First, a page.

Thomas felt even more ashamed now. “Rosie wait,” he called. Rosie stopped. “You are not the silly engine: I am. I was very silly and foolish for thinking you were trying to take over my branchline. I heard all about how well you were running it and I have to say, despite my rude thoughts, I’m glad Sir Topham Hatt chose you to run it for me. You sounded like you knew what you were doing, you got the jobs done, and most of all, you were really useful too.”

Rosie began to smile. “You really mean that?”

“Of course I do,” smiled Thomas. “Also, I’m sorry for accusing you of all those things earlier. You are not a silly engine after all and you are quite the hard worker too and I’m glad I am there to help you be really useful as well.” Then Thomas had an idea. “And you know, now that I think about it, I think you’ve been even more useful than any of the engines who have run my line before and guess what?”

“What?” Asked Rosie.

“How would you like it if I asked Sir Topham Hatt to make you one of my replacement engines when I’m away? Along with Percy and Toby, of course.”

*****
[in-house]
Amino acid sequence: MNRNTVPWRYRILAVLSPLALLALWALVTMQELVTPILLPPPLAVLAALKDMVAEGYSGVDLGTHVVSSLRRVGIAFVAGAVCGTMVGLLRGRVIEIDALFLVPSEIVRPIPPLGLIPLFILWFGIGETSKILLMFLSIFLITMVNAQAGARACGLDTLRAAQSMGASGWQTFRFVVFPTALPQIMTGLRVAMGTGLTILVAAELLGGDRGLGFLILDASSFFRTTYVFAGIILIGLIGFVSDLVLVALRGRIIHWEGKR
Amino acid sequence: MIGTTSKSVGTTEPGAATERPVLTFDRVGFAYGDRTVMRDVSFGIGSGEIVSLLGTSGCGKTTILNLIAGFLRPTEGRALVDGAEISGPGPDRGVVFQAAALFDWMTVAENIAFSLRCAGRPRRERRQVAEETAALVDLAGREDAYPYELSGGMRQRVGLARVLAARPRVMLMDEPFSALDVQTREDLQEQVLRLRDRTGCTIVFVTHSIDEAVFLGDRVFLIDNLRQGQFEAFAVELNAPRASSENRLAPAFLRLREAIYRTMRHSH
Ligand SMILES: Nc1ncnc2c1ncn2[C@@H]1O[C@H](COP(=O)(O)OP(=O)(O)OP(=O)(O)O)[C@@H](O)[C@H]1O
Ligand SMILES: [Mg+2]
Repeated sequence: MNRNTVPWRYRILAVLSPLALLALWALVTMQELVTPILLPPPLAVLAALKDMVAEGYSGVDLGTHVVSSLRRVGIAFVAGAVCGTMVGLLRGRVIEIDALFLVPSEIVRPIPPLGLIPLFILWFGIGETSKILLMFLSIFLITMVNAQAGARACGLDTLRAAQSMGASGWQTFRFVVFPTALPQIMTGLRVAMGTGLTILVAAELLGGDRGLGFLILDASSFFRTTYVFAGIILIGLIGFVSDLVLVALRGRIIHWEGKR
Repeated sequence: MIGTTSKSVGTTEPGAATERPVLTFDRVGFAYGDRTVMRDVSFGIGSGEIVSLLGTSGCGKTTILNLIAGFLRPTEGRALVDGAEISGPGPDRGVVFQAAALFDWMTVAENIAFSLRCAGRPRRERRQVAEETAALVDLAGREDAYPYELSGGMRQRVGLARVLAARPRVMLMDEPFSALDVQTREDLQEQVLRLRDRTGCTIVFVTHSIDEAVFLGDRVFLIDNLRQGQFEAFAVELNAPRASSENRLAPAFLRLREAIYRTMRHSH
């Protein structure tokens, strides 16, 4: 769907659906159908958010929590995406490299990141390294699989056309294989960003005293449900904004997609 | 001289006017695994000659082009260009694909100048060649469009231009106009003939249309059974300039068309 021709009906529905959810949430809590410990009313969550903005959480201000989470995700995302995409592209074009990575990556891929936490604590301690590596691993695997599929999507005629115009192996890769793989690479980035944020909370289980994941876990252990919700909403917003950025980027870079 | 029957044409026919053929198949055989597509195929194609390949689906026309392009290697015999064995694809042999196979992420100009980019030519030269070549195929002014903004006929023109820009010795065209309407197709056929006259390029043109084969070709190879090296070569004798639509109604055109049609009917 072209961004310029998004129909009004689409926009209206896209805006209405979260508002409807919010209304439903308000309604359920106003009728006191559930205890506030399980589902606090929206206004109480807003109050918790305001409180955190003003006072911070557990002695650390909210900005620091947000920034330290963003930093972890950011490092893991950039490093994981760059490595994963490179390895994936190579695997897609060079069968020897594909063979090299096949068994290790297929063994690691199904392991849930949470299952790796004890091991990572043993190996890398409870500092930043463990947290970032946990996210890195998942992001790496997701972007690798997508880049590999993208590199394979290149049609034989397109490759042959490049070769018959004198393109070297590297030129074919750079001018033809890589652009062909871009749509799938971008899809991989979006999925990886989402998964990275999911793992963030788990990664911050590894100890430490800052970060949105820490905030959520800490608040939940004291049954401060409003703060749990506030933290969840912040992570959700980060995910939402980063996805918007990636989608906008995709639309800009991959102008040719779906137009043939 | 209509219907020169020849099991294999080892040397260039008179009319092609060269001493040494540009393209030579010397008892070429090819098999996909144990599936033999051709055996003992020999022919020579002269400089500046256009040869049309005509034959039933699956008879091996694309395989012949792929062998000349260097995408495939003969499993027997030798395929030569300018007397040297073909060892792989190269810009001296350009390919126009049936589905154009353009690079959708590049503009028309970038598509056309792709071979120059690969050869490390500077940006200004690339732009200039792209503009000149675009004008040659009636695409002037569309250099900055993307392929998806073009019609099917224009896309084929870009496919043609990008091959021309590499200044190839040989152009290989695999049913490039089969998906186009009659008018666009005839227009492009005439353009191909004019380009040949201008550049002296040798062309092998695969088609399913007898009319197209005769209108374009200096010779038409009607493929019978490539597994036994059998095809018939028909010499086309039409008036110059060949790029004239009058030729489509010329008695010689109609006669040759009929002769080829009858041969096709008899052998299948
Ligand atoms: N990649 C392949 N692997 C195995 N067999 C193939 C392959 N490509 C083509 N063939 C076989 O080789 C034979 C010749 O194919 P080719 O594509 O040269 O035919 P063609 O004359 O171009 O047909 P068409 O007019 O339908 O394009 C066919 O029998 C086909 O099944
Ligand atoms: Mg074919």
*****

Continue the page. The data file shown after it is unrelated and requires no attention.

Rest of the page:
Rosie beamed with joy. “Yes please Thomas!” She said excitedly. “And you would be okay with this.”

Thomas chuckled. “Yes I would Rosie,” he replied. “Anyone who is a really useful engine deserves to share my branchline with me.” Rosie was very happy, and Kevin and Victor smiled with them too.

So it was arranged. After Thomas told Sir Topham Hatt his plan, he agreed to it and now, whenever Thomas has work elsewhere and Percy and Toby are unavailable, Rosie runs the branchline for him. Everyone is happy with this plan and they have to agree that Rosie is definitely just as good as Thomas when running the line and deserves to run it as well, even Bertie admits sometimes too. Thomas is also happy to be friends with Rosie again and he promises never to get jealous of another engine running his branchline again, for a while anyway!




  • Going canonically by the television series, this episode marks the first appearance of Rosie in her new red livery.
    • This also marks her first speaking role in The Many Adventures on the Island of Sodor as well.
  • This is the first episode of The Many Adventures on the Island of Sodor series in which there are no direct references made to television series episodes or previous episodes of this series.
  • When Thomas asks Sir Topham Hatt who will take over his branchline, he names the engines who have ironically worked on his branchline before or at least have taken Annie and Clarabel.
  • Bertie makes a play-on-words reference to the Watty Piper children’s book, The Little Engine That Could.